Shadow Over Glass

February 17, 2015 at 12:00 AM

When I was twelve, I gazed out from the window in my bedroom, which was on the second floor of my house. My body was well-warmed, but the sight locked my head and eyes in place as though they were chilled solid.

The frozen lake was lit in a pure, near-fluorescent light. The moon was hovering in a clear sky, shifting the the usual darkness to a form of near-daylight. A few scattered stars surrounded the gleaming sphere, but my attention was focused on the landscape below. At the other edge of the cove was a surrounding tree line, formed into a jagged silhouette.

I examined this image for a few days, until the moon appeared to be at its brightest. I stopped watching. I walked.

With my first step onto the solid water, the flustering cold of the air disappeared from attention. For the first time in my life, I had seen the moon cast my shadow. It followed me, along the new tundra that was the outdoors, my outdoors. I marched across the entire cove, sensing a newfound energy from the different land. I became numb to the winds, both physically and mentally. By the time I returned home, only just then did I realize my skin turned a vicious pale, even beneath my coat, gloves, and boots.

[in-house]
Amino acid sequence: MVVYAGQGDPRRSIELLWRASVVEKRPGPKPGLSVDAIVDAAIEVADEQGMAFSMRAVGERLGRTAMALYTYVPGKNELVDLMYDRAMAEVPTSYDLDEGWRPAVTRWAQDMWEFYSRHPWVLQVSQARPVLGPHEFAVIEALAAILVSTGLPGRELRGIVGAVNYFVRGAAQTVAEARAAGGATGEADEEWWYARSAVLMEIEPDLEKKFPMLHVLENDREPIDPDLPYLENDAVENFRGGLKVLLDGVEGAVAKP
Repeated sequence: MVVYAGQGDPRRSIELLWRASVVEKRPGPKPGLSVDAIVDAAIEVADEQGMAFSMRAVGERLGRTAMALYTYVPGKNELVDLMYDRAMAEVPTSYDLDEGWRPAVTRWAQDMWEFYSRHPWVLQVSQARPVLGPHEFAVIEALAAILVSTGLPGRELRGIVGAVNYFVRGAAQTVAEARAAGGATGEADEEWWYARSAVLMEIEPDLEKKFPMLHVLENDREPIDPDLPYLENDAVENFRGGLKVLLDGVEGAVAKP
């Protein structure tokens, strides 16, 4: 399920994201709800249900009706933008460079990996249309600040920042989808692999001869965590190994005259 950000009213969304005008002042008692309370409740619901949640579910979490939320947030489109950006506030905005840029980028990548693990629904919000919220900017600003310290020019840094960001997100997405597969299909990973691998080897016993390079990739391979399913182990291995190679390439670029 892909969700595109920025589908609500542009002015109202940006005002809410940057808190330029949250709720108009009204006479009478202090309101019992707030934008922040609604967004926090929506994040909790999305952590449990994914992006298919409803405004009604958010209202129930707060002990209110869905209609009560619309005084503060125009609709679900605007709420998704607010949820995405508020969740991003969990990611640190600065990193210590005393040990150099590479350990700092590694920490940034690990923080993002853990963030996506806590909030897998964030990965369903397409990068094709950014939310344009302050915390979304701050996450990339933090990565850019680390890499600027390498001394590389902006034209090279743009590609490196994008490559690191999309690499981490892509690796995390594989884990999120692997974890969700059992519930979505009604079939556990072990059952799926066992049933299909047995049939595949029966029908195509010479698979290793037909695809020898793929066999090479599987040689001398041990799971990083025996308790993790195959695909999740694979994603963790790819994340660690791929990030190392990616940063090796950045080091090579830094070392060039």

This was my lone “winter activity”. I wasn’t a fan of the cold outdoors, even at a young age, but walking on that ice made me forget my disapproval. My parents were, to say the least, quite alarmed when I told them of my first adventure. I was an twelve year old wandering alone, after all, let alone the fact it was in the winter night (with deadly water beneath my feet, of course). As years past, I began to sneak out while they slept. They eventually accepted my adventures, seeing that I hadn’t yet drowned or froze to death (or both).

I continued my night walks for years, on that same cove. An average night was satisfying, but the full moon was always a must. I walked during those bright nights at every opportunity, for almost five years.